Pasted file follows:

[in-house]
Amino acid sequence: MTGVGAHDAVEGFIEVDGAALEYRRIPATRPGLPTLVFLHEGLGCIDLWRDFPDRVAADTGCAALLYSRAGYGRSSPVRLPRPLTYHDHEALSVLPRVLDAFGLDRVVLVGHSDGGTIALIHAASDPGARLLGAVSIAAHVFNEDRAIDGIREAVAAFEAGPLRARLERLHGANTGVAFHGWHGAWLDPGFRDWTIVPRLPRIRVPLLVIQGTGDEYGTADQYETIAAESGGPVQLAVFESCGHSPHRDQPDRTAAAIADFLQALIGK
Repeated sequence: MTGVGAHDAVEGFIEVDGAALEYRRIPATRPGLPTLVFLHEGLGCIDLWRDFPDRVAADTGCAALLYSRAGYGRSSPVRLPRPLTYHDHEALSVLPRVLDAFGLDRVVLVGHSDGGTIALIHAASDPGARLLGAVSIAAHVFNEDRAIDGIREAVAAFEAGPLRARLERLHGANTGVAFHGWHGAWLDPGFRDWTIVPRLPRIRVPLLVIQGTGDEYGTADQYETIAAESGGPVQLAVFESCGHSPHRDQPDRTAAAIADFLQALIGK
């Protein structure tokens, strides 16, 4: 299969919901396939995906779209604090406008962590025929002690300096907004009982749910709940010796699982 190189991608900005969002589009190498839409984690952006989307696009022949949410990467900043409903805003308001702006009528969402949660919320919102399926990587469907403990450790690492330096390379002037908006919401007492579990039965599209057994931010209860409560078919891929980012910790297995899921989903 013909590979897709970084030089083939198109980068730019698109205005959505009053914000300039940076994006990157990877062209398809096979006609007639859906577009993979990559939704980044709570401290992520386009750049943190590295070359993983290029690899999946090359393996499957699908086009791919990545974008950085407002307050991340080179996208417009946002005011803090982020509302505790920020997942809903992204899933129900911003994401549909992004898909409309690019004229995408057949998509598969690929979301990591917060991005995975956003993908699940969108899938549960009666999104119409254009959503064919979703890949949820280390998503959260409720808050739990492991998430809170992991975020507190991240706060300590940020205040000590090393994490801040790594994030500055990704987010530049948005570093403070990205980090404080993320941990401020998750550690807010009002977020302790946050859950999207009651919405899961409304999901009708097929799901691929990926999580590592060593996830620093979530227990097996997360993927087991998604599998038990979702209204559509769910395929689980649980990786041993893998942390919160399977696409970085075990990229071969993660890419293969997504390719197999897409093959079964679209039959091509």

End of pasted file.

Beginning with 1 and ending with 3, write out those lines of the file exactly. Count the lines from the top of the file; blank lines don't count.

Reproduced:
[in-house]
Amino acid sequence: MTGVGAHDAVEGFIEVDGAALEYRRIPATRPGLPTLVFLHEGLGCIDLWRDFPDRVAADTGCAALLYSRAGYGRSSPVRLPRPLTYHDHEALSVLPRVLDAFGLDRVVLVGHSDGGTIALIHAASDPGARLLGAVSIAAHVFNEDRAIDGIREAVAAFEAGPLRARLERLHGANTGVAFHGWHGAWLDPGFRDWTIVPRLPRIRVPLLVIQGTGDEYGTADQYETIAAESGGPVQLAVFESCGHSPHRDQPDRTAAAIADFLQALIGK
Repeated sequence: MTGVGAHDAVEGFIEVDGAALEYRRIPATRPGLPTLVFLHEGLGCIDLWRDFPDRVAADTGCAALLYSRAGYGRSSPVRLPRPLTYHDHEALSVLPRVLDAFGLDRVVLVGHSDGGTIALIHAASDPGARLLGAVSIAAHVFNEDRAIDGIREAVAAFEAGPLRARLERLHGANTGVAFHGWHGAWLDPGFRDWTIVPRLPRIRVPLLVIQGTGDEYGTADQYETIAAESGGPVQLAVFESCGHSPHRDQPDRTAAAIADFLQALIGK